It’s been a big year for Vin Diesel. With Fast & Furious 6 earlier this summer, he scored a massive international hit – one which earned almost $800 million at box offices around the world! Now he’s back this week with a second sequel to Pitch Black, the film that unquestionably made him a star over ten years ago.
Following on from The Chronicles of Riddick (a massive space opera that saw Diesel’s character transform from a hermetic loner into king of space people) the opening scene finds him left for dead on a deserted planet. In this inhospitable hell-scape filled with scorpion water monsters, Riddick wanders the land with his adopted canine friend (a creature that’s frequently referred to as a Dingo-Dango).
One man and his dog in a desert hell-scape? Great shades of The Road Warrior!
But when an oncoming storm threaten to cover the land with thousands water monsters, our man decides to get the hell off the planet. He activates a beacon in an abandoned hunters’ lodge, attracting the attention of galactic mercenaries desperate to claim the bounty on Riddick’s perfectly round head.
And yes, the mercenaries do arrive.
In fact, two competing groups of them drop on to the planet bringing with them just about every action movie cliché: there’s an over-confident sleazeball, a by-the-numbers profession, a taciturn hulk (WWE’s Dave Batista) and a strong independent woman who’s tough as nails (BSG’s Katee Sackhoff).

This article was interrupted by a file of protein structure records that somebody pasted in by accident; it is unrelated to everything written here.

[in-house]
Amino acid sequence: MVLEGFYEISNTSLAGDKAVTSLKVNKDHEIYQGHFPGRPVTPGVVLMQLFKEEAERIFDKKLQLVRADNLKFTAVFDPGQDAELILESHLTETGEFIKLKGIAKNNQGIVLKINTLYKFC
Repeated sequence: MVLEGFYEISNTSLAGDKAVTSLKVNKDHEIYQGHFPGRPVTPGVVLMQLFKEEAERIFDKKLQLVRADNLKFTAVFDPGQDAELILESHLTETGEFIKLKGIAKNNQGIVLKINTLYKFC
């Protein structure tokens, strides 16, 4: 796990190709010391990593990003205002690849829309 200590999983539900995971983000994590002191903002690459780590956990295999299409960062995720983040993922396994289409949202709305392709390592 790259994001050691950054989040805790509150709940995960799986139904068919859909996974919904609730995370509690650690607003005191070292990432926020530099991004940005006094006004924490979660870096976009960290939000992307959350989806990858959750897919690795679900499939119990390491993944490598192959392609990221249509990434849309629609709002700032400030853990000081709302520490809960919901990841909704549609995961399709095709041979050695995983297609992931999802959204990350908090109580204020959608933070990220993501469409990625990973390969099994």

Naturally, the bounty hunters go in guns blazing, only to find their numbers dwindling thanks to the one-man army that is Riddick.
As a nuts and bolts genre actioner, Riddick is pretty decent. It tries to follow the same formula that made Pitch Black such a successful romp… and it goes some way towards achieving that: the story is pared down to the barest bones, giving Diesel enough space to be a badass and do badass things like walk in slow motion and lurk in dark corners.
If there is one major gripe we have with this film, however, it’s in the way it deals with its only female character. Early on, Sackhoff is established as a capable soldier; a gal who can take care of herself. She is one of those actresses who can exude toughness on screen. She tells one of the characters that she doesn’t sleep with men. The ‘lesbian soldier’ is a bit of a stock characteristic but sure, we’ll go along with it.
THEN we get a totally gratuitous topless shower scene. It’s nice for the lads in the audience, but not exactly the best for her character.
And THEN there’s the central scene in where Reddick, chained to a chair, promises to force himself upon her after he frees himself.
Why would ANY screenwriter put in a scene where his hero (who has up till now been only portrayed sympathetically) threatens to sexually assault the only female character in the movie? In one uncomfortable scene, Diesel’s character is transformed from the underdog into a creep! And not to give any spoilers away but by the end, it’s heavily implied that Riddick has cured her of her homosexuality! It makes so little sense…
But, you know, apart from all that unpleasantness the movie does tick all the boxes for a simple, well-made popcorn flick.
It’s not anywhere as good as Pitch Black – but Riddick is not that terrible either.
Riddick is out in cinemas this Friday